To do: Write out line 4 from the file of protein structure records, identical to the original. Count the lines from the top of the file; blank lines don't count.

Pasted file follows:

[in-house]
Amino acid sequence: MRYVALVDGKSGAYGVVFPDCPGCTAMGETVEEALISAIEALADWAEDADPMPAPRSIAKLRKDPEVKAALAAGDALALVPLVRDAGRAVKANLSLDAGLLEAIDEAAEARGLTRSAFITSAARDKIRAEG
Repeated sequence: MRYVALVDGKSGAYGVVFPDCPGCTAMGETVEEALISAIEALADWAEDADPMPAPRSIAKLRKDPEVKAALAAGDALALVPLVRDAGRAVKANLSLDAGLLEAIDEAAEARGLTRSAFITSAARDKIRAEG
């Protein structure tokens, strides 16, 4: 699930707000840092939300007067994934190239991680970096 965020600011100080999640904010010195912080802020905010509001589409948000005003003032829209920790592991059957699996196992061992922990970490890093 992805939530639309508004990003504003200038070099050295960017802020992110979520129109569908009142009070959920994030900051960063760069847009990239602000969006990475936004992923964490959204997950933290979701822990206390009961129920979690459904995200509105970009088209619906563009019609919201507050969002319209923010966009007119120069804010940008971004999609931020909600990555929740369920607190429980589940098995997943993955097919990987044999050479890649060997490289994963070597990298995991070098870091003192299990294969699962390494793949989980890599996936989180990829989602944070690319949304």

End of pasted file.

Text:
């Protein structure tokens, strides 16, 4: 699930707000840092939300007067994934190239991680970096 965020600011100080999640904010010195912080802020905010509001589409948000005003003032829209920790592991059957699996196992061992922990970490890093 992805939530639309508004990003504003200038070099050295960017802020992110979520129109569908009142009070959920994030900051960063760069847009990239602000969006990475936004992923964490959204997950933290979701822990206390009961129920979690459904995200509105970009088209619906563009019609919201507050969002319209923010966009007119120069804010940008971004999609931020909600990555929740369920607190429980589940098995997943993955097919990987044999050479890649060997490289994963070597990298995991070098870091003192299990294969699962390494793949989980890599996936989180990829989602944070690319949304």